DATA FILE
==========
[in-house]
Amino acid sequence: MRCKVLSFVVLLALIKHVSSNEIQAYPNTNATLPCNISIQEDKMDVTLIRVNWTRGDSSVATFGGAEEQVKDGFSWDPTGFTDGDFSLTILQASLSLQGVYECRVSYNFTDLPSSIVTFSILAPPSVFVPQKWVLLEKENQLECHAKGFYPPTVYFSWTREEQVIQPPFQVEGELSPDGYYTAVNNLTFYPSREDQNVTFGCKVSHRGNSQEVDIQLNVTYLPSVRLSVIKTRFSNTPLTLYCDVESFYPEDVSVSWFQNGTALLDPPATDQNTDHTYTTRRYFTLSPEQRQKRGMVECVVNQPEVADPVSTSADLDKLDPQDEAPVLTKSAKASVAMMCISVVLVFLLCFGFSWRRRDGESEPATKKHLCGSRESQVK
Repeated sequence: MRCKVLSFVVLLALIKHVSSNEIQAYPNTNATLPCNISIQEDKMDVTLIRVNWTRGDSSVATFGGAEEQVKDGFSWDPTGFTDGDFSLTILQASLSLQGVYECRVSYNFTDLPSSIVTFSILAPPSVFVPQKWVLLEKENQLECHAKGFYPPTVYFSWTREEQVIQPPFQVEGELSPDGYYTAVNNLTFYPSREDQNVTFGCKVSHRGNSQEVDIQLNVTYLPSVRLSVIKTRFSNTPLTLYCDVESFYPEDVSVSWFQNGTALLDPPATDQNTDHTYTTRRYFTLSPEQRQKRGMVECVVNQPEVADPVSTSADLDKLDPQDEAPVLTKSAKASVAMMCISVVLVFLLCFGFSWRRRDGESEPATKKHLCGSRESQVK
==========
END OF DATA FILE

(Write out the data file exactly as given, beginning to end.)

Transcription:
[in-house]
Amino acid sequence: MRCKVLSFVVLLALIKHVSSNEIQAYPNTNATLPCNISIQEDKMDVTLIRVNWTRGDSSVATFGGAEEQVKDGFSWDPTGFTDGDFSLTILQASLSLQGVYECRVSYNFTDLPSSIVTFSILAPPSVFVPQKWVLLEKENQLECHAKGFYPPTVYFSWTREEQVIQPPFQVEGELSPDGYYTAVNNLTFYPSREDQNVTFGCKVSHRGNSQEVDIQLNVTYLPSVRLSVIKTRFSNTPLTLYCDVESFYPEDVSVSWFQNGTALLDPPATDQNTDHTYTTRRYFTLSPEQRQKRGMVECVVNQPEVADPVSTSADLDKLDPQDEAPVLTKSAKASVAMMCISVVLVFLLCFGFSWRRRDGESEPATKKHLCGSRESQVK
Repeated sequence: MRCKVLSFVVLLALIKHVSSNEIQAYPNTNATLPCNISIQEDKMDVTLIRVNWTRGDSSVATFGGAEEQVKDGFSWDPTGFTDGDFSLTILQASLSLQGVYECRVSYNFTDLPSSIVTFSILAPPSVFVPQKWVLLEKENQLECHAKGFYPPTVYFSWTREEQVIQPPFQVEGELSPDGYYTAVNNLTFYPSREDQNVTFGCKVSHRGNSQEVDIQLNVTYLPSVRLSVIKTRFSNTPLTLYCDVESFYPEDVSVSWFQNGTALLDPPATDQNTDHTYTTRRYFTLSPEQRQKRGMVECVVNQPEVADPVSTSADLDKLDPQDEAPVLTKSAKASVAMMCISVVLVFLLCFGFSWRRRDGESEPATKKHLCGSRESQVK